WESTERN Power Corporation was fined $70,000 after a resident suffered electric shocks and burns at a residential development in Baldivis.
Appearing at Rockingham Magistrates Court on November 2, Electricity Networks Corporation trading as Western Power pleaded guilty to a charge of network operator ensures prescribed activity is carried out safely.
Prosecutor Warren Fitt, from the State Solicitors Office, said the incident occurred at the Dales Estate in Baldivis.
He said a resident, Warren Cameron, was clearing away sand and concrete debris from the front of his property when he picked up a connection pillar that had fallen over and placed it back over electrical cables.
He received electric shocks to his right hand and when the pillar was placed back over the cables. This caused an explosion which burned his legs.
The incident occurred at a point where electrical cables for the Dales and neighbouring Avalon estate both terminated in the one place.
The developer’s contractor for the Dales, a Transfield electrician, had not properly terminated one of the cables.
A Western Power inspector later inspected the work but did not pick up the fault.
Counsel for Western Power said they agreed to the statement of facts but the offence was not in the worst category.
She said work on both estates was finished at different times.
Magistrate Stephen Wilson asked if plans for both estates were looked at together.
“One would have thought there may have been cause for both plans to be looked at together,” he said.
“Western Power should have been alert to the fact that there was a potential failing or that someone else had been doing something else on the one point.
“It appears to be an oversight of the inspection; it should have been of particular note where that point of weakness was.”
The lawyer said Western Power inspectors were not responsible for work carried out by contractors and an electrical configuration of this type was rare.
She said the difficulty arose through work being done by different contractors at different times. “It’s all right to say it is not their responsibility, but I would have thought that these things needed to be picked up,” Magistrate Wilson said.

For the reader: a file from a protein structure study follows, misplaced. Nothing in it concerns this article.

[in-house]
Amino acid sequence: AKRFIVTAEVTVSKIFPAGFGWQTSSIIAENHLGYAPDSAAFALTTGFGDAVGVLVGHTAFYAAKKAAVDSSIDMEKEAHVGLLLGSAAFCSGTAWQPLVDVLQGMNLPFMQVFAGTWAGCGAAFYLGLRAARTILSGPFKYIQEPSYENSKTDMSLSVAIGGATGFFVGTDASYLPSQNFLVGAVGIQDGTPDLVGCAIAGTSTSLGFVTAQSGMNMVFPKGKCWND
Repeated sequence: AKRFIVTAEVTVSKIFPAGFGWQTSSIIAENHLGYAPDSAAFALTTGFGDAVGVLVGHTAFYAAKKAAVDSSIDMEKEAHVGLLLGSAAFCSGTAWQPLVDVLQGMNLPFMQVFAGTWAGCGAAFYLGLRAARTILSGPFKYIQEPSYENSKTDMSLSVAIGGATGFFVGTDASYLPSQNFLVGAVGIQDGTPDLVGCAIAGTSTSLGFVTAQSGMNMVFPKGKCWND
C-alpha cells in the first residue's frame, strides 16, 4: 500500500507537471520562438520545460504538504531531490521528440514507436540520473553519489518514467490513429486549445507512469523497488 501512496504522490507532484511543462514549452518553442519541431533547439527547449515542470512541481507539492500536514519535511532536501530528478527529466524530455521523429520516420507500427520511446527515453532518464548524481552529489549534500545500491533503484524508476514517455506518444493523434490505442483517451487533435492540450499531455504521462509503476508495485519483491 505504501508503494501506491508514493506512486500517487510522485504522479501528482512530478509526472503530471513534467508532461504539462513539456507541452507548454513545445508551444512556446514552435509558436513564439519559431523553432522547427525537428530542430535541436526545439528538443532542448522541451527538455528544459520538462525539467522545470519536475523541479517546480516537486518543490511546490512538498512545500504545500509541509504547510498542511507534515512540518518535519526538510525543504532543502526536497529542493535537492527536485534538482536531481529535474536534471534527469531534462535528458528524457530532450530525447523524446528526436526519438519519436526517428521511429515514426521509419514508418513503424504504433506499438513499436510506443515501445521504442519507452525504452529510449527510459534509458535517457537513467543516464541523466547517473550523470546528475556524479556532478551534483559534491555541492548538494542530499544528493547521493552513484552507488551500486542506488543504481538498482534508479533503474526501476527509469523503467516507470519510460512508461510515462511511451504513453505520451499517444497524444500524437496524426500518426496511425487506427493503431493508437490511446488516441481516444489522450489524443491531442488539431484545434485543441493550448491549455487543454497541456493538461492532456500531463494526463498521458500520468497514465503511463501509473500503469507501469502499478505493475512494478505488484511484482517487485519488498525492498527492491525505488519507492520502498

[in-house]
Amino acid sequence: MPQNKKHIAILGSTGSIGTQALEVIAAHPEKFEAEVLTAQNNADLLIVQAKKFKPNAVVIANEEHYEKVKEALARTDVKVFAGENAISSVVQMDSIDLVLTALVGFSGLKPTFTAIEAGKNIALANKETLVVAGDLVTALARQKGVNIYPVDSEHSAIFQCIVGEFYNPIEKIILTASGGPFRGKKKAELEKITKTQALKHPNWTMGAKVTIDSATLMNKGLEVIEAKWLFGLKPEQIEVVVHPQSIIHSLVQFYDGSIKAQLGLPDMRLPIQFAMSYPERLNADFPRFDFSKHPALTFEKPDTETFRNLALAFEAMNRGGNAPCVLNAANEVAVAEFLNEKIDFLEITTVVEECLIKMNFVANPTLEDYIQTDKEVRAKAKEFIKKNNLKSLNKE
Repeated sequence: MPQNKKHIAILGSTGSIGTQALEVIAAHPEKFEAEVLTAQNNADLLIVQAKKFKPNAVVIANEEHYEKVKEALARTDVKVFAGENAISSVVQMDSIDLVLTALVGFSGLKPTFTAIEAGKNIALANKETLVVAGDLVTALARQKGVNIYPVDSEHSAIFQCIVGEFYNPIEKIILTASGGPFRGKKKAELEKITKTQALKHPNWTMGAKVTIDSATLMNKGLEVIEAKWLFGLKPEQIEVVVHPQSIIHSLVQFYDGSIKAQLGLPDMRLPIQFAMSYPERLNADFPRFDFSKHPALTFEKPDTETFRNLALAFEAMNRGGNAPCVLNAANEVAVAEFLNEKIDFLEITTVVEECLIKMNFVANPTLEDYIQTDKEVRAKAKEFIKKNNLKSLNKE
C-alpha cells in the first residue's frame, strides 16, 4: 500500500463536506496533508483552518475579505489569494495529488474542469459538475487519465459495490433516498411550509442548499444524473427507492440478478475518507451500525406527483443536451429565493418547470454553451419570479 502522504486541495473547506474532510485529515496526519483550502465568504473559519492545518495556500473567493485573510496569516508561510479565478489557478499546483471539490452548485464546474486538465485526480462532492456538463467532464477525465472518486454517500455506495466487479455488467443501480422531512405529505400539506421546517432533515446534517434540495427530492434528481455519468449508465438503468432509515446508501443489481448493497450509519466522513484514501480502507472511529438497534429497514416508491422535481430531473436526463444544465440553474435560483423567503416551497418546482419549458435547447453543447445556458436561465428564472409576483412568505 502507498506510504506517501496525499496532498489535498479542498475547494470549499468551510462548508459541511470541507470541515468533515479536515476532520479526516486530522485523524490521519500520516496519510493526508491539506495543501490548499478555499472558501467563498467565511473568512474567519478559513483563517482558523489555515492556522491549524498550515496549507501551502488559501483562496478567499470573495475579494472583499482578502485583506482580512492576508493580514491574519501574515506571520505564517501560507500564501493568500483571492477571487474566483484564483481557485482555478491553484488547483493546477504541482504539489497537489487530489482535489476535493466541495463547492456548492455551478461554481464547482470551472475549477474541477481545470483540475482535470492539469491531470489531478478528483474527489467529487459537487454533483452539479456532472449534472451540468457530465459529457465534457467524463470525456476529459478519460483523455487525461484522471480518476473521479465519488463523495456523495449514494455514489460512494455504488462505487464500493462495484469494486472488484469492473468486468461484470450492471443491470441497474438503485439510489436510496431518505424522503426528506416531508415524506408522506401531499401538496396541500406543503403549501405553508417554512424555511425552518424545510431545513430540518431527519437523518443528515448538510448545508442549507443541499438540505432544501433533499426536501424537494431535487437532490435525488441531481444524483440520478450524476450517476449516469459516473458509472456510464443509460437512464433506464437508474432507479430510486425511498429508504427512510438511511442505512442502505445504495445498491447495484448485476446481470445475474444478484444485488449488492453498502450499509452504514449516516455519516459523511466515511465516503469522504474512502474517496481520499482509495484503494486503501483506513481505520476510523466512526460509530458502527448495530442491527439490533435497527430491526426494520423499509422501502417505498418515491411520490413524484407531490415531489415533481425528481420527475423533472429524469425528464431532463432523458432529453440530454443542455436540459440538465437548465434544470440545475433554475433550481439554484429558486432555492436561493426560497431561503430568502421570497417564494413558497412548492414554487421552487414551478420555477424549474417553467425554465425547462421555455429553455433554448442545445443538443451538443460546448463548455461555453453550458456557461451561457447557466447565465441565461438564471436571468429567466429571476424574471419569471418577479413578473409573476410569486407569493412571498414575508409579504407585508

“It is cynical to say only look at half the job, it’s the absolute weak point in the whole inspection process. That’s like saying only do half a job.
“Maybe he would have picked it up if he had plans for both estates electrical work.
“He can’t inspect half of it and hope the other half works.”
The lawyer said the inspection showed the cables were capped.
“He saw a neat-looking set from Avalon and did not see the other. With underground cabling, you can only inspect what is visible,” she said.
“Since the incident, Western Power has made another inspection at Baldivis and reviewed their manual of their works to prevent incidents of this nature happening again.
“Western Power accepts full responsibility for this incident.
“The contractor who had not safely done the ends was not prosecuted, only Western Power. Western Power was not negligent in the inspection. It was not flagrant or calculated.”
In sentencing, Magistrate Wilson said the reasons given did not make any sense.
“That answers the question but it doesn’t make any sense,” he said. “There must be interaction in the power system at all times. The facts are technical but boil down to this: they failed to identify an unsafe cable.”
Western Power were ordered to pay the $70,000 fine and court costs of $1469.30.
A Western Power spokeswoman said the company sincerely regrets the incident and extends sympathy to the affected home owner.